Barbara Hammer, an experimental filmmaker revered as one of the pioneers of lesbian cinema, has died at 79. The cause of death is ovarian cancer, according to ARTnews, which Hammer had battled since 2006. She had become a right-to-die advocate in recent years, expressing her wish for “a dignified death” during her performance “The Art of Dying or (Palliative Art Making in the Age of Anxiety)” at the Whitney Museum in New York last October.
Born May 15, 1939 in Hollywood, Hammer began her 40-year career with 1968’s “Schizy” and directed more than 75 shorts and features. Among them was 1992’s “Nitrate Kisses,” which IndieWire recently named one of the 100 best films directed by women.
“While the term ‘experimental film’ may seem opaque to laypeople, Hammer’s work is marked by provocative playfulness,” wrote Jude Dry of the documentary. “Her work often explores queer women’s sexuality and sexual subcultures, and her first feature film, ‘Nitrate Kisses’ is a prime example.”
Hammer addressed her cancer diagnosis in her films, including 2009’s “A Horse Is Not a Metaphor,” and touched on everything from menstruation and the female orgasm to film itself in early works like “Menses” (1974), “Multiple Orgasm” (1976), and “See What You Hear What You See” (1980).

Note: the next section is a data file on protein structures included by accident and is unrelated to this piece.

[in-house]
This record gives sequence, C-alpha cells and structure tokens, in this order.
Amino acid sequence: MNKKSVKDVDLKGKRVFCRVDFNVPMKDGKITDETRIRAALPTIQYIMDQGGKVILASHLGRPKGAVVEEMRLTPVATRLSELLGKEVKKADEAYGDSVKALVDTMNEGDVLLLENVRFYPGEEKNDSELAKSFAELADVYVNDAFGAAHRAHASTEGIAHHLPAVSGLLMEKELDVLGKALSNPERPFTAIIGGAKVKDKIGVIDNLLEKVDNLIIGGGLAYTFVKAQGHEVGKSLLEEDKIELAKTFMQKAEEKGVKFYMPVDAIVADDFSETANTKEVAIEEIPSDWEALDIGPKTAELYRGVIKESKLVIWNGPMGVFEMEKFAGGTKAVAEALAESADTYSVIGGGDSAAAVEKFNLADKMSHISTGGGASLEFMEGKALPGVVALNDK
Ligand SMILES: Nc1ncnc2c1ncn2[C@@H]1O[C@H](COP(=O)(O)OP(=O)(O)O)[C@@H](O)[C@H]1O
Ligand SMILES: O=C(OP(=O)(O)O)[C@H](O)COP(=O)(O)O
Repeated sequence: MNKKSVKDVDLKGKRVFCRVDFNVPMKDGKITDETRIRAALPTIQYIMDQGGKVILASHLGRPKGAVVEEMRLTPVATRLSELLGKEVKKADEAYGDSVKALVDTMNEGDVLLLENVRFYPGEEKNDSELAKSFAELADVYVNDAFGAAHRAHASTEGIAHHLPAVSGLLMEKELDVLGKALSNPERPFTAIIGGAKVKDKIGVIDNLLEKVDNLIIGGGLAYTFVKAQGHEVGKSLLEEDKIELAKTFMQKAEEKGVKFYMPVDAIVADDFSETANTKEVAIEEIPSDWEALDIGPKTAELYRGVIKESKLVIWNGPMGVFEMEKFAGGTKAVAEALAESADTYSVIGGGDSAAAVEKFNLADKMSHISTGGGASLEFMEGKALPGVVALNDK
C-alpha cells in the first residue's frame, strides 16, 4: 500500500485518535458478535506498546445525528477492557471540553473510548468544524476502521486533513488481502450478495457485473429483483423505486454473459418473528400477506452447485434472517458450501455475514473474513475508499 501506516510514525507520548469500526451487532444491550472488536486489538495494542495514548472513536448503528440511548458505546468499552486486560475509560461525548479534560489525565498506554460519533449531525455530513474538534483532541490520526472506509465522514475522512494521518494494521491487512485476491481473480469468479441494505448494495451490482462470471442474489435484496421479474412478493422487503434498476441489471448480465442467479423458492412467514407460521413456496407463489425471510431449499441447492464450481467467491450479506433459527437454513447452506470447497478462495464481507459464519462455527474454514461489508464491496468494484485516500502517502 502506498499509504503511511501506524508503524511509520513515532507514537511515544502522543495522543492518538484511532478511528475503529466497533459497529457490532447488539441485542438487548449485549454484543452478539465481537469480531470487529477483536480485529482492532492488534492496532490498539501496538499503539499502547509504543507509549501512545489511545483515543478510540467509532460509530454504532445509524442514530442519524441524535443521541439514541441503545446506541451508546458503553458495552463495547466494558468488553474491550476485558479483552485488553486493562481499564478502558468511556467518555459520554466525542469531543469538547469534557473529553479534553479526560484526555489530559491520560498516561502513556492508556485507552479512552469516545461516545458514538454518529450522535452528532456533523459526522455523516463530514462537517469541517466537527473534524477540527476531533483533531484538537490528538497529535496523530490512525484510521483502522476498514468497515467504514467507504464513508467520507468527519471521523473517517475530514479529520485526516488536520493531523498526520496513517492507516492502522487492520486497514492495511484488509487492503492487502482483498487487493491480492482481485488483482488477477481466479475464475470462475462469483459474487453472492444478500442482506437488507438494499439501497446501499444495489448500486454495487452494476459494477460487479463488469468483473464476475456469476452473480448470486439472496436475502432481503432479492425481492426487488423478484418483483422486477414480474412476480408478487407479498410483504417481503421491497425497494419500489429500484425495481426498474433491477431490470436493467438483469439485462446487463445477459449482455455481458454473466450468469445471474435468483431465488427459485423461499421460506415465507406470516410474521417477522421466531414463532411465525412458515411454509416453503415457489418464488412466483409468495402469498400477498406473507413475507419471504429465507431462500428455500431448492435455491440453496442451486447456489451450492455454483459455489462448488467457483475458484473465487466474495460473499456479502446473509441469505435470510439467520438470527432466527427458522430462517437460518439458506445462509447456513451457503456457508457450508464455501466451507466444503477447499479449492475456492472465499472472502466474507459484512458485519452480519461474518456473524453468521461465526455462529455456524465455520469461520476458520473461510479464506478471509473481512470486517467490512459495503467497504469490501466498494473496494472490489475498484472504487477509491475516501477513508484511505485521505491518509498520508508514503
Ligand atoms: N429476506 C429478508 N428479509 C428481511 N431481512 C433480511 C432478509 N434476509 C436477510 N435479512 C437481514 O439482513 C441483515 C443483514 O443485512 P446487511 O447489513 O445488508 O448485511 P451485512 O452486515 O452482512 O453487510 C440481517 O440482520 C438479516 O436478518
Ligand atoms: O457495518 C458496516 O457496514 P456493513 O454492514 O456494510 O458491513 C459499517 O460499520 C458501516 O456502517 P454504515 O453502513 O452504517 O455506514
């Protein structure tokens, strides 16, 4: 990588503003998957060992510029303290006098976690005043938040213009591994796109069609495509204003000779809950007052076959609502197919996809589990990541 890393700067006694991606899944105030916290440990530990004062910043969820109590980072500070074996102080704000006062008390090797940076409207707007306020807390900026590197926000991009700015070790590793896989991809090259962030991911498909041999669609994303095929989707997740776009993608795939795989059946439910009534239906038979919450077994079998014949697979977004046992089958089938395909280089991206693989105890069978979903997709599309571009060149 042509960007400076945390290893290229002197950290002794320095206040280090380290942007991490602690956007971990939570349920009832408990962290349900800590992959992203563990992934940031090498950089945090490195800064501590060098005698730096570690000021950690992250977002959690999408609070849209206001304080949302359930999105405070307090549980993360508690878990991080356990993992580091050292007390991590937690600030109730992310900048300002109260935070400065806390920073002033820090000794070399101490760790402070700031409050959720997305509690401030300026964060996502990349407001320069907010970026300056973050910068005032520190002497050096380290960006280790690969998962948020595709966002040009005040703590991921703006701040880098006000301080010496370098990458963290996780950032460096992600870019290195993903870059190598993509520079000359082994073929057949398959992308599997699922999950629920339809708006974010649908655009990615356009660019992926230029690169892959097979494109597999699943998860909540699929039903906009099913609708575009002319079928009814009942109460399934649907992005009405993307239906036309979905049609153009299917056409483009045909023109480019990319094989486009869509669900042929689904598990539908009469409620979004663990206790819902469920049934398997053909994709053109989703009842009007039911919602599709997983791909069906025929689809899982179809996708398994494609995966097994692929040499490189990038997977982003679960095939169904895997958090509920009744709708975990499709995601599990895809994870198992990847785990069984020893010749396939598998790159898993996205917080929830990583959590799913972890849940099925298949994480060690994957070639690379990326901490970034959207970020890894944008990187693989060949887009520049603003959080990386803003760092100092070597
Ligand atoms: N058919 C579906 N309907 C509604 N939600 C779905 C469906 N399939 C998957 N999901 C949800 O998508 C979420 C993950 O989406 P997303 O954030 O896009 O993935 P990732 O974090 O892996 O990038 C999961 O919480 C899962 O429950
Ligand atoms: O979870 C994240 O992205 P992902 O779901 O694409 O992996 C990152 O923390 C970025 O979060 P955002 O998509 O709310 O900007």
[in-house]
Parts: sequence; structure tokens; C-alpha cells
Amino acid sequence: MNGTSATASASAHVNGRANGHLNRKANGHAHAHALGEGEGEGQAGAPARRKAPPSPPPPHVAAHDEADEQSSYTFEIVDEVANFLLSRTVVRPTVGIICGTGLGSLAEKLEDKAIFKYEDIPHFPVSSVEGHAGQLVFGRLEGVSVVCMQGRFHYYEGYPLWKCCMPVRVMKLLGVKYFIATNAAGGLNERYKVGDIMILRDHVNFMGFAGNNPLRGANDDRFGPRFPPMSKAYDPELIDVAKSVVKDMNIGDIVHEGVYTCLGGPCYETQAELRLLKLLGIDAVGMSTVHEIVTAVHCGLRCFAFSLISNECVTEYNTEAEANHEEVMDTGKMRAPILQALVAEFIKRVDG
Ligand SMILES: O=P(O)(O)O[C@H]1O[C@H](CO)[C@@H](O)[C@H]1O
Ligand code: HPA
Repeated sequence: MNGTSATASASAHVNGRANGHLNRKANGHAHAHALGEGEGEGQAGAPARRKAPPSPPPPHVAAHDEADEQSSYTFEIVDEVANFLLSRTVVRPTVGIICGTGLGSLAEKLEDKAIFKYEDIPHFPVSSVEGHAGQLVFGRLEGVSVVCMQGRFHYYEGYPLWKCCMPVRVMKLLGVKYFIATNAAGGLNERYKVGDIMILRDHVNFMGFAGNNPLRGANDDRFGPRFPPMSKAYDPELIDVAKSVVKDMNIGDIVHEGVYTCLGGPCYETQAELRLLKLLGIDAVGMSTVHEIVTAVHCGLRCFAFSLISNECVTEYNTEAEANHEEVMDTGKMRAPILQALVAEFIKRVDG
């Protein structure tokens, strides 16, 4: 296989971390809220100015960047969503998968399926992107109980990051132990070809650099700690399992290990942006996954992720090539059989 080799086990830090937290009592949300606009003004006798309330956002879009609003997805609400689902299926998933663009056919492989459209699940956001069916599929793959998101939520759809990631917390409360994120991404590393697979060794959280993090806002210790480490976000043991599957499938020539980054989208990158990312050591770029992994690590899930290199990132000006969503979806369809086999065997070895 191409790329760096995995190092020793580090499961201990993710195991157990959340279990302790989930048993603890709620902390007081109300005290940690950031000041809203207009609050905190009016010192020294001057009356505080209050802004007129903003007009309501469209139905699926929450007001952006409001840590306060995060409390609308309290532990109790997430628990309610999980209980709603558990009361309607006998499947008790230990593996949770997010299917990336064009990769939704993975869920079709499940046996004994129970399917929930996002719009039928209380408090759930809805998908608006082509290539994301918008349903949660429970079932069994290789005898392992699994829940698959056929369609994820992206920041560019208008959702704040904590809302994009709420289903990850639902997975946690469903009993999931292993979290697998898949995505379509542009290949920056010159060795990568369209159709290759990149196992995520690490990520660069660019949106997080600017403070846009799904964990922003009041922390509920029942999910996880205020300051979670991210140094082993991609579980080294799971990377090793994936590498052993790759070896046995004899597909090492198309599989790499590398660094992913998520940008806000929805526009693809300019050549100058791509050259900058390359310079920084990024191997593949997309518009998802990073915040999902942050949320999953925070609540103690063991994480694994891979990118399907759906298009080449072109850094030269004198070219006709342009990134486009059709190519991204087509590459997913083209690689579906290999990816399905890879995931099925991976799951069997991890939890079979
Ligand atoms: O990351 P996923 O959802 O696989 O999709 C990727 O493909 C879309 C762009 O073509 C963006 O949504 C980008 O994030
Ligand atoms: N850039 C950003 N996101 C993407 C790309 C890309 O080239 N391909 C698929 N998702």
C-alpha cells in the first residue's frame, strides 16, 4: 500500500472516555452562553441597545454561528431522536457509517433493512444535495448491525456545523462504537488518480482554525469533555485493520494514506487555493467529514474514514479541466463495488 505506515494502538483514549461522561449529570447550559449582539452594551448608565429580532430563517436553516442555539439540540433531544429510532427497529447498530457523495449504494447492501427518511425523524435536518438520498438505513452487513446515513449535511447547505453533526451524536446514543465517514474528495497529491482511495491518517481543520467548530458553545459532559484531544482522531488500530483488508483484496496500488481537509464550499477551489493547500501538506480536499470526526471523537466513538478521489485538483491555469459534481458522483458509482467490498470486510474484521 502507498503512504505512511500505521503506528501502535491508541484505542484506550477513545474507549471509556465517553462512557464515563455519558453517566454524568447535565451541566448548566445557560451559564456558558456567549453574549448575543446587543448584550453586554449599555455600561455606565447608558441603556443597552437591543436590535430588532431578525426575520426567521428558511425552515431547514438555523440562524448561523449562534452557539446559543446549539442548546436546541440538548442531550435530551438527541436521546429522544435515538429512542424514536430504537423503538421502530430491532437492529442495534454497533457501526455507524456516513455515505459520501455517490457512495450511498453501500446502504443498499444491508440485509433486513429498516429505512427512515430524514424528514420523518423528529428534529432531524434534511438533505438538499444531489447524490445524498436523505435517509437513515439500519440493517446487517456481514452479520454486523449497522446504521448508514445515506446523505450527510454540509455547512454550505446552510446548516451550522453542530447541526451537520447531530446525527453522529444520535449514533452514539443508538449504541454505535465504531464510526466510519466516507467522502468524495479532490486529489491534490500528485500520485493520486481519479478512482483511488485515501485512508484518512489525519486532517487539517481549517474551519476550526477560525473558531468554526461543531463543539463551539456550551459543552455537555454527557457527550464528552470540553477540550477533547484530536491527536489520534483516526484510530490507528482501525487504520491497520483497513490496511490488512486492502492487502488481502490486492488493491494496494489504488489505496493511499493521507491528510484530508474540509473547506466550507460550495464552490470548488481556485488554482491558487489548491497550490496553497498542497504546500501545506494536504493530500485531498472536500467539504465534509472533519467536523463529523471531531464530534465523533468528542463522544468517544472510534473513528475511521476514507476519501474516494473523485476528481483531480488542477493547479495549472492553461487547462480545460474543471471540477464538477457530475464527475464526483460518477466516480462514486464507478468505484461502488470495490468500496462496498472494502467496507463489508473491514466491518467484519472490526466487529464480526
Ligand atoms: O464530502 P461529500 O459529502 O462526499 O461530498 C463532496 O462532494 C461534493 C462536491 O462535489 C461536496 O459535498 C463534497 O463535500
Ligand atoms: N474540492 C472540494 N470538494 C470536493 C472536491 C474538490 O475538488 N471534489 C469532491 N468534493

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With the money she received when Yale acquired her papers two years ago, she formed the Barba Hammer Lesbian Experimental Filmmaking Grant. “It has been the goal of my life to put a lesbian lifestyle on the screen. Why? Because when I started I couldn’t find any!” Hammer wrote in a statement at the time. “Working as a lesbian filmmaker in the ’70s wasn’t easy in the social structure…and I want this grant to make it easier for lesbians of today.”
Retrospectives of her filmography were held in New York (the Museum of Modern Art), London (the Tate Modern), Paris (Jeu de paume), and the Toronto International Film Festival. In 2010, she published her book “Hammer! Making Movies Out of Sex and Life.”
“There is a general fear of talking about death in the Western world,” Hammer said during her performance of “The Art of Dying.” “It is as if by not mentioning and discussing it, it would go away. We do ourselves a disservice to not engage in ruminations of this most powerful life force, for aren’t we alive until our last breath? And isn’t this a rite of passage we wish to address?”